Every year that Crashed Ice is held in Saint Paul, the Pioneer Press publishes the most gorgeous photos of the event, taken from an airplane circling the Cathedral of Saint Paul. The term “jaw dropping” is not hype.
— Pioneer Press Photos (@PiPressPhotos) January 26, 2015
And every year safe pilots wince at the risk the photographer’s pilot takes to get this shot.
Granted it’s an oft-broken FAA rule, but it’s a rule nonetheless, and for good reason: If a plane loses either an engine or enters an unintentional spin, there’s no place to go but down.
§ 91.119 Minimum safe altitudes: General.
Except when necessary for takeoff or landing, no person may operate an aircraft below the following altitudes:
(a) Anywhere. An altitude allowing, if a power unit fails, an emergency landing without undue hazard to persons or property on the surface.
(b) Over congested areas. Over any congested area of a city, town, or settlement, or over any open air assembly of persons, an altitude of 1,000 feet above the highest obstacle within a horizontal radius of 2,000 feet of the aircraft.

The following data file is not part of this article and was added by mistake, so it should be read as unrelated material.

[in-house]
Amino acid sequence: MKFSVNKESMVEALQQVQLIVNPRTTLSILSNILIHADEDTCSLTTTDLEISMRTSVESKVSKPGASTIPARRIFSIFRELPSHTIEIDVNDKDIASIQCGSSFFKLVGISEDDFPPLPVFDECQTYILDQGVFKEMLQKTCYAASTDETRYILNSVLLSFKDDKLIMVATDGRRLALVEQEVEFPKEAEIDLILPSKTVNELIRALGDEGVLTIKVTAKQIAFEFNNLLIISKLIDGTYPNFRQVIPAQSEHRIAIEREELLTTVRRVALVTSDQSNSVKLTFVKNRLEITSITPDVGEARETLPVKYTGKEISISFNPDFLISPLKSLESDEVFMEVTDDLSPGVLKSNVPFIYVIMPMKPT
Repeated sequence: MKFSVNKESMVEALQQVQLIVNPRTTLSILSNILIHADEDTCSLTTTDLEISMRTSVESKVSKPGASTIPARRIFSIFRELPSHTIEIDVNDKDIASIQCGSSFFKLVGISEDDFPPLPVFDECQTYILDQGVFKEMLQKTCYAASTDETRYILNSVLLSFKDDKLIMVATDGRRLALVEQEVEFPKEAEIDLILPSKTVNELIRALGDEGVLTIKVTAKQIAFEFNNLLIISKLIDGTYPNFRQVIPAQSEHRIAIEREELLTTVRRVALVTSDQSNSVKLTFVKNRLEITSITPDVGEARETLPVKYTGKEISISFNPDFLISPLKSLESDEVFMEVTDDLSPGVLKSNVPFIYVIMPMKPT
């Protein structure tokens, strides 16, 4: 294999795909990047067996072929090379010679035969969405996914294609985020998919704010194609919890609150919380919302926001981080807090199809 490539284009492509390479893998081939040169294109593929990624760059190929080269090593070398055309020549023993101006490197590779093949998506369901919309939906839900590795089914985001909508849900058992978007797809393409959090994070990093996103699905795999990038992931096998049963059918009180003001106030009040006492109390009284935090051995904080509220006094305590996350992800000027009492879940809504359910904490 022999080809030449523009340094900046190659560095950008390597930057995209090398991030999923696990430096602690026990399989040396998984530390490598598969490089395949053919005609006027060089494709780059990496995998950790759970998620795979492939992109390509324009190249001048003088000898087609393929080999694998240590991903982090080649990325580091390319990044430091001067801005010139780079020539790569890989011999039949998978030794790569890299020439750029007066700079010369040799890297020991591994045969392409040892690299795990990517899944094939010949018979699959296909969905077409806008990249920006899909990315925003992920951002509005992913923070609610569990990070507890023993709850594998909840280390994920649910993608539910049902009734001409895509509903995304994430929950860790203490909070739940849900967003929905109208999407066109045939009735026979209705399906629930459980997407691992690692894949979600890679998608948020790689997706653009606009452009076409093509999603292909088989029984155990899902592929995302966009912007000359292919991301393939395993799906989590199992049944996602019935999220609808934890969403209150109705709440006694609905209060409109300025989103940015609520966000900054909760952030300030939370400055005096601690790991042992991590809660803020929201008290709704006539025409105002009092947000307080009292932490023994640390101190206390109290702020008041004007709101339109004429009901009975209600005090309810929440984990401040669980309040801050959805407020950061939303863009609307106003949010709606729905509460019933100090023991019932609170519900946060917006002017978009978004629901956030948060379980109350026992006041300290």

(c) Over other than congested areas. An altitude of 500 feet above the surface, except over open water or sparsely populated areas. In those cases, the aircraft may not be operated closer than 500 feet to any person, vessel, vehicle, or structure.
The Cathedral of Saint Paul rises 300 feet above the ground or about 1200 feet above sea level. But the airspace over the Crashed Ice event that protects planes landing at Minneapolis Saint Paul International Airport begins at 2300 feet. That gave the pilot, assuming he/she was observing the FAA regulations, a range of just 100 feet to navigate and stay “legal.” That satisfies (b) in the rule, but there’s no way to get the shot and comply with (a). (A pilot can ask for permission to enter the higher airspace, but it’s more difficult for the photographer to take the picture)
The protected airspace drops to the surface at the Saint Paul high bridge, requiring the pilot to make steep turns around the Cathedral. The airspeed at which an airplane stalls (loses its lift) increases in such a turn and, while possible, it’s somewhat difficult to navigate within 100 feet, making a steep turn, and keeping airspeed at a safe level.
It’s a beautiful picture. But if you’re looking for an example of why the FAA should allow news organizations to use quadcopters/drones for photography, this is one.